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Police Clear Migrants from Rome Piazza with Water Cannons

Police said the operation was necessary because the migrants remaining in the piazza had refused to accept city-organized lodging

Italian law enforcement officers use water cannons to disperse migrants, in downtown Rome, Thursday, Aug. 24, 2017, photo: ANSA/Angelo Carconi, via AP
4 months ago

ROME – Migrants in a Rome piazza threw rocks, bottles and gas cans at riot police using water cannons to clear out about 100 mostly Ethiopian and Eritrean asylum-seekers early Thursday as part of a security operation harshly criticized by humanitarian groups.

At least two people were detained, and 13 were injured.

The dawn operation comes days after authorities cleared most of the 800 migrants who had been squatting in an adjacent building since 2013.

Police said in a statement the operation was necessary because the migrants remaining in the piazza had refused to accept city-organized lodging and because of the risk of cooking gas canisters and other flammable materials.

Authorities have said such raids to clear migrants from buildings and squares, at least four since July in Rome, are part of anti-terrorism measures.

Asylum-seekers, mostly women and children, who had been allowed to remain temporarily in a nearby building hung signs out of its windows saying “We are not terrorists,” as some threw canisters into the street. They were also cleared out, and brought to a police station.

The city of Rome said in a statement that the most vulnerable among the migrants, including families with minors, and the elderly and disabled, were being given priority, and that all had been given food and drinks by authorities. The statement said workers had run into resistance in recent months to conduct a census of migrants living in the structure and piazza.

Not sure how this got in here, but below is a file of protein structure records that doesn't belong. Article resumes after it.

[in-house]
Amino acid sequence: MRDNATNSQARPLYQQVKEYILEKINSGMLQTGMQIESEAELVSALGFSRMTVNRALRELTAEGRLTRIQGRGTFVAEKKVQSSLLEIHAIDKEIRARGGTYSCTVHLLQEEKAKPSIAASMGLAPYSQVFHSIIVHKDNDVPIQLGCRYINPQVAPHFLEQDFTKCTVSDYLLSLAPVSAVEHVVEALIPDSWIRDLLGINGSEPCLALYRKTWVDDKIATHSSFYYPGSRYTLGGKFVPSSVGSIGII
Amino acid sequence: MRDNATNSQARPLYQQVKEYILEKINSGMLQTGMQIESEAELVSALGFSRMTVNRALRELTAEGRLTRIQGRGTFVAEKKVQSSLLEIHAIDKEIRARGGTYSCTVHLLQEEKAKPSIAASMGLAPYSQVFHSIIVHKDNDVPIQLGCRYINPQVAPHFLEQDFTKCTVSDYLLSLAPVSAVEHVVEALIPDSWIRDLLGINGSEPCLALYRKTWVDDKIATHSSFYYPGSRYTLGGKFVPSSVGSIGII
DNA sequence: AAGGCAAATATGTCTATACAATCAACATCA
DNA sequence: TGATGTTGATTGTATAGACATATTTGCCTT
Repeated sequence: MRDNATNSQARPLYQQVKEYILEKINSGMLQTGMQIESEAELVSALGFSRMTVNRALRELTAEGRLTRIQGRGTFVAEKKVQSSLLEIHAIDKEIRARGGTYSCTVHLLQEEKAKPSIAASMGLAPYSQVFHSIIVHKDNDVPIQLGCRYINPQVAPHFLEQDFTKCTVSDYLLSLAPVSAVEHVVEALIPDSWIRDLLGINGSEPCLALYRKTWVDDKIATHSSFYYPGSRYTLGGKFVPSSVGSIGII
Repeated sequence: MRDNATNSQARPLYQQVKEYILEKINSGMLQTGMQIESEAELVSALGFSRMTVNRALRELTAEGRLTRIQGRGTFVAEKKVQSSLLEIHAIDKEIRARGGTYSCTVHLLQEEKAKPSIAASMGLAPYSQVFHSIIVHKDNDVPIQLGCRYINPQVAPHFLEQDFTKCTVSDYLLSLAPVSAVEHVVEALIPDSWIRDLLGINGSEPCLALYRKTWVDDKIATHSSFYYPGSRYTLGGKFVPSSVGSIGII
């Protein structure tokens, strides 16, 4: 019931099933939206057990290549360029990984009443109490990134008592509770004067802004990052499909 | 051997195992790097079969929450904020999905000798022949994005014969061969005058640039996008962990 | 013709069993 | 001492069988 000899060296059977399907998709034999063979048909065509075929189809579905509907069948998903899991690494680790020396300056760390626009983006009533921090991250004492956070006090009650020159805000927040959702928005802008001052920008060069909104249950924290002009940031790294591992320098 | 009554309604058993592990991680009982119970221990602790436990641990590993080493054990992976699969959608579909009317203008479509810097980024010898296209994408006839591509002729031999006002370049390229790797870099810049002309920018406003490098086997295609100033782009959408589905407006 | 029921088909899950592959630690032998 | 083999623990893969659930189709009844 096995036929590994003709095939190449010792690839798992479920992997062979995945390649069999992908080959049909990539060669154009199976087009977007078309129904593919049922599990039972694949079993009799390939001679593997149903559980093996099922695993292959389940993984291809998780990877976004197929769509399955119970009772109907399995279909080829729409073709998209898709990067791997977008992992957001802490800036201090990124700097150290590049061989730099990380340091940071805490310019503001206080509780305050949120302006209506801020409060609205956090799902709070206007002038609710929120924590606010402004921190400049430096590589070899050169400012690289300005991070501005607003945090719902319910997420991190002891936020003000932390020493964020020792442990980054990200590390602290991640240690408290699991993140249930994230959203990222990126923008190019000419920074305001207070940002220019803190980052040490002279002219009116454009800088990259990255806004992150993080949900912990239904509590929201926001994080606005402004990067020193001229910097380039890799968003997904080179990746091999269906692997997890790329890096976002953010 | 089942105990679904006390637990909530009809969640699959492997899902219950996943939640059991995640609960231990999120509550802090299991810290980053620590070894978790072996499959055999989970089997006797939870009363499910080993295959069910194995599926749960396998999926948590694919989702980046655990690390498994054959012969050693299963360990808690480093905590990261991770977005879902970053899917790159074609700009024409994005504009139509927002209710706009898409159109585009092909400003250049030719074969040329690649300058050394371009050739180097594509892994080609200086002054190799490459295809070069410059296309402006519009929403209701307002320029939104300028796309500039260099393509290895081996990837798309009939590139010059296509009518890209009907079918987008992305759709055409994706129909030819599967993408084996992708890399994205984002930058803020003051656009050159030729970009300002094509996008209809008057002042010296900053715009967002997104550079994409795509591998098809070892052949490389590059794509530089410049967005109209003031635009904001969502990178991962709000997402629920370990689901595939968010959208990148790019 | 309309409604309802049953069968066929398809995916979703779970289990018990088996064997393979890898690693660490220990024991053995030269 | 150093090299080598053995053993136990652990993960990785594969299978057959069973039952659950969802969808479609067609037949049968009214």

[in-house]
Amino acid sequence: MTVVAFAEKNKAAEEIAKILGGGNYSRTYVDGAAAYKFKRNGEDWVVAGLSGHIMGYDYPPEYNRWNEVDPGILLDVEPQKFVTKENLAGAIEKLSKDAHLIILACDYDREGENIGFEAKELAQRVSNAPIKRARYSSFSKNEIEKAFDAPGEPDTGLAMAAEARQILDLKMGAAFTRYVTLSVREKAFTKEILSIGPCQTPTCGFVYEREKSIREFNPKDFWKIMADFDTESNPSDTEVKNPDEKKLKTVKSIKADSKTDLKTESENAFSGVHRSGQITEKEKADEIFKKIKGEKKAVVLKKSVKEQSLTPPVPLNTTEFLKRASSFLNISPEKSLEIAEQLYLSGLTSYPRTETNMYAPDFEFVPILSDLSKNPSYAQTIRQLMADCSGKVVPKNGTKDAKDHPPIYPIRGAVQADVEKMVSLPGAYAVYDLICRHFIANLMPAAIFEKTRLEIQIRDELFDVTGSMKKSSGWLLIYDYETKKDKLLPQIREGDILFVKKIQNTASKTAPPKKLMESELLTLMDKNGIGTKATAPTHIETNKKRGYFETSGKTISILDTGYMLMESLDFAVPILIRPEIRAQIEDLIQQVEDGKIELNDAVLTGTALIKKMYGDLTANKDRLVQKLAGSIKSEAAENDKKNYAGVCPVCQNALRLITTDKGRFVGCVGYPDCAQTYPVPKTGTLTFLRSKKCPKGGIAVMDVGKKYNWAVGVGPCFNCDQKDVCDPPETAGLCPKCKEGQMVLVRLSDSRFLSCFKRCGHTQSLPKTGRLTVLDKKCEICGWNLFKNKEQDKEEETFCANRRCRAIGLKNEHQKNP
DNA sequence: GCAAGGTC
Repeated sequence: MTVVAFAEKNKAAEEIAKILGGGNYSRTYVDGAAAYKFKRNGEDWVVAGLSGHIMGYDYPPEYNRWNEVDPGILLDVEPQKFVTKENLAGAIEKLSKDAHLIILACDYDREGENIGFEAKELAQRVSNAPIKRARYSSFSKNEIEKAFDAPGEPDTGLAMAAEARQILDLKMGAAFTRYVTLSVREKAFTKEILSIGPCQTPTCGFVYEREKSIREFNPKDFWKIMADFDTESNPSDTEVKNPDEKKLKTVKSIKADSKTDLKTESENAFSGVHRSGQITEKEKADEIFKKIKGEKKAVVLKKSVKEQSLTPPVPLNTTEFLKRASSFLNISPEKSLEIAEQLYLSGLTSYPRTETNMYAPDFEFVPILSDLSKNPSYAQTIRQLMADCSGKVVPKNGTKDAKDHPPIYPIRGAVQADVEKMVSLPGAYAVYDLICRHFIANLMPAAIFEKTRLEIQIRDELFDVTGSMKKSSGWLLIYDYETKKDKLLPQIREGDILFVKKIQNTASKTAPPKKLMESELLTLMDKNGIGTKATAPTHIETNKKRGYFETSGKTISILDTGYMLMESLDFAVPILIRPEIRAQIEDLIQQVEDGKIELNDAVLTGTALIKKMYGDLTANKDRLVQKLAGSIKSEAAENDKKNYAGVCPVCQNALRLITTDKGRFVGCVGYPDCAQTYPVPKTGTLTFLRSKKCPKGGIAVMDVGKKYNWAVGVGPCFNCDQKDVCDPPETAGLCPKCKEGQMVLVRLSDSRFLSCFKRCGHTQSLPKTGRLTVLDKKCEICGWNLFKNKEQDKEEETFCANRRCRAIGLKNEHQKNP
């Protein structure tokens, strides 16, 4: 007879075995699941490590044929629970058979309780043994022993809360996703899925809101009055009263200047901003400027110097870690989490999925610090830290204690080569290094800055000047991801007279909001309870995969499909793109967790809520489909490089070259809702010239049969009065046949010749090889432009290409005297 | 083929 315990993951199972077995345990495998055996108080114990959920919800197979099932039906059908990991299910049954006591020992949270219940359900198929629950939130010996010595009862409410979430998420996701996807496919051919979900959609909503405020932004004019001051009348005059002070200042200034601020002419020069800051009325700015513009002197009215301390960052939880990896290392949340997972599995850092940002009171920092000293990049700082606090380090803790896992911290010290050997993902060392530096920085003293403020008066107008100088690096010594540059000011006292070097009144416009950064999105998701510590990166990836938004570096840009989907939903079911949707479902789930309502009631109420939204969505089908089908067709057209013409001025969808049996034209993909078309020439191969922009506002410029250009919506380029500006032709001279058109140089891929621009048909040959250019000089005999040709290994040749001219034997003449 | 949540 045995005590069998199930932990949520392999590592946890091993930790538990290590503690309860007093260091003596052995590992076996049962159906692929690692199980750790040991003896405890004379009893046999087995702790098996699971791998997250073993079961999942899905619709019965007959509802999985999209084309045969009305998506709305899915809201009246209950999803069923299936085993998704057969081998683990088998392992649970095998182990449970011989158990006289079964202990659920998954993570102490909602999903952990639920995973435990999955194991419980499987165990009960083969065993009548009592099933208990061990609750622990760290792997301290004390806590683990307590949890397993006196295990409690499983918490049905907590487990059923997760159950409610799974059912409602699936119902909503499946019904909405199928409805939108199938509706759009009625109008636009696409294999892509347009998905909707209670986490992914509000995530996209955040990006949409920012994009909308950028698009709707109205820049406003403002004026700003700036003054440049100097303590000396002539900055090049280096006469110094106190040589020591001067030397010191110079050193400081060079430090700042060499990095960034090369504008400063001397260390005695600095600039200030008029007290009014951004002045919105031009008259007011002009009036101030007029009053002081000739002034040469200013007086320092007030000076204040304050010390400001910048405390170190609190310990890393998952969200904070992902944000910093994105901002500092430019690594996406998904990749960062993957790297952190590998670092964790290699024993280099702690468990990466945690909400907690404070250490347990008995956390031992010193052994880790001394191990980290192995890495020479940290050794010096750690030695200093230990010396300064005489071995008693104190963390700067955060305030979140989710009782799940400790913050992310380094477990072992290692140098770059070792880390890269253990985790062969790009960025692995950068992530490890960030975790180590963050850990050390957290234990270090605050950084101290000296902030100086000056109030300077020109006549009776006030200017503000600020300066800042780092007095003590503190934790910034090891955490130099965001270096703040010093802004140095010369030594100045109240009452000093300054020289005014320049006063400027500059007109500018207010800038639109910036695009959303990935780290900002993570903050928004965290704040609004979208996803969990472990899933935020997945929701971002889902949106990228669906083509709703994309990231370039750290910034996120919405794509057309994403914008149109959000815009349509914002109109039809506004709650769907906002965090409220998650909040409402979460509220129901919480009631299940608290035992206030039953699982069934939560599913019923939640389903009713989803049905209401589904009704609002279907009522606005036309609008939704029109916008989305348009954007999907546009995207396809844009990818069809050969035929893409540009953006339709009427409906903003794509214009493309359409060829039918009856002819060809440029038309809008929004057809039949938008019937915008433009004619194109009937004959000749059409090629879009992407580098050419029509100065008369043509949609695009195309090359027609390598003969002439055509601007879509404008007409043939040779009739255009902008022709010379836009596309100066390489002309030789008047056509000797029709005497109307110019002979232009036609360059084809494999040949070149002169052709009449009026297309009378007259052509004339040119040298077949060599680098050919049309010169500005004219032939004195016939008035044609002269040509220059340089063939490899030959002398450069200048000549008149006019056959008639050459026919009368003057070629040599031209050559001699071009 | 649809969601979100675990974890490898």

The U.N. refugee agency, UNICEF and humanitarian organizations have protested Italy’s moves, saying they were carried out without warning and that there isn’t enough adequate housing for them and the hundreds more vulnerable asylum-seekers sleeping on Rome’s streets. They also noted that many families would be separated by the new housing arrangements and children would be uprooted from schools.

“It is a shame that the absence of alternative housing solutions brought about a violent situation,” Doctors Without Borders said, calling for “dignified solutions” for those who have been removed.

UNHCR expressed “extreme concern for the use of force, which could have been avoided if alternative solutions had been identified in a timely fashion and in consultation with the people and families involved.”

A U.N. refugee agency official in southern Europe, Stephane Jaquemet, noted that many of the people living in the building had been there for many years and were legal residents of the capital.

“They are people fleeing war and persecution, already victims of terrible trauma. People who have the right to support to integration in a way to become autonomous,” Jaquemet said.

On Twitter, Doctors Without Borders posted pictures of the police operation and protested the “indiscriminate use of violence.” The organization noted there were no ambulances nearby to help, and said their volunteers treated 13 injured, mostly cuts and fractures, including an elderly woman who fainted after being hit by a water jet.

Italy is struggling to meet the demand to house migrants, with more than 98,000 arriving so far this year after being rescued at sea in rickety smugglers’ boats. More stringent border controls are preventing most of those migrants from continuing their journeys to preferred destinations further north.


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